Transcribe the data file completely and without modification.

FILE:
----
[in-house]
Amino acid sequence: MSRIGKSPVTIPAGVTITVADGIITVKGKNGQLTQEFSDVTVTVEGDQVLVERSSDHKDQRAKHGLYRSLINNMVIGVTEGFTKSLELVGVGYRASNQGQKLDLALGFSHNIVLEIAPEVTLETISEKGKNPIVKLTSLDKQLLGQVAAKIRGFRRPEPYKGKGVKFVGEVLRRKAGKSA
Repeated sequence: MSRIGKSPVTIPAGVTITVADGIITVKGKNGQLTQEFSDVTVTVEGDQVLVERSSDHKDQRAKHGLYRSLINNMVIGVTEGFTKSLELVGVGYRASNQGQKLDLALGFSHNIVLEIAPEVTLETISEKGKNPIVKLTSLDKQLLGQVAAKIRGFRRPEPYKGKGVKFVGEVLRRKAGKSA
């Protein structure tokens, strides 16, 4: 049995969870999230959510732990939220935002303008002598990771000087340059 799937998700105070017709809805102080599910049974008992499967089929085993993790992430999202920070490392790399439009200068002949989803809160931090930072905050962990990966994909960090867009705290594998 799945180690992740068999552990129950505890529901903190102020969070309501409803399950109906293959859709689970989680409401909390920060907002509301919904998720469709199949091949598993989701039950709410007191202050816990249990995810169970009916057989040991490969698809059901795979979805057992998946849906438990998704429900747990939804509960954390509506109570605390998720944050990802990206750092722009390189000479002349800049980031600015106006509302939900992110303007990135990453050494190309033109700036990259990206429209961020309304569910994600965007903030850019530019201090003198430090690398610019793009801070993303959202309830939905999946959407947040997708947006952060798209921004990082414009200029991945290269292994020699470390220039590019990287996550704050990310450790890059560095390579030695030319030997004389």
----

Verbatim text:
[in-house]
Amino acid sequence: MSRIGKSPVTIPAGVTITVADGIITVKGKNGQLTQEFSDVTVTVEGDQVLVERSSDHKDQRAKHGLYRSLINNMVIGVTEGFTKSLELVGVGYRASNQGQKLDLALGFSHNIVLEIAPEVTLETISEKGKNPIVKLTSLDKQLLGQVAAKIRGFRRPEPYKGKGVKFVGEVLRRKAGKSA
Repeated sequence: MSRIGKSPVTIPAGVTITVADGIITVKGKNGQLTQEFSDVTVTVEGDQVLVERSSDHKDQRAKHGLYRSLINNMVIGVTEGFTKSLELVGVGYRASNQGQKLDLALGFSHNIVLEIAPEVTLETISEKGKNPIVKLTSLDKQLLGQVAAKIRGFRRPEPYKGKGVKFVGEVLRRKAGKSA
């Protein structure tokens, strides 16, 4: 049995969870999230959510732990939220935002303008002598990771000087340059 799937998700105070017709809805102080599910049974008992499967089929085993993790992430999202920070490392790399439009200068002949989803809160931090930072905050962990990966994909960090867009705290594998 799945180690992740068999552990129950505890529901903190102020969070309501409803399950109906293959859709689970989680409401909390920060907002509301919904998720469709199949091949598993989701039950709410007191202050816990249990995810169970009916057989040991490969698809059901795979979805057992998946849906438990998704429900747990939804509960954390509506109570605390998720944050990802990206750092722009390189000479002349800049980031600015106006509302939900992110303007990135990453050494190309033109700036990259990206429209961020309304569910994600965007903030850019530019201090003198430090690398610019793009801070993303959202309830939905999946959407947040997708947006952060798209921004990082414009200029991945290269292994020699470390220039590019990287996550704050990310450790890059560095390579030695030319030997004389």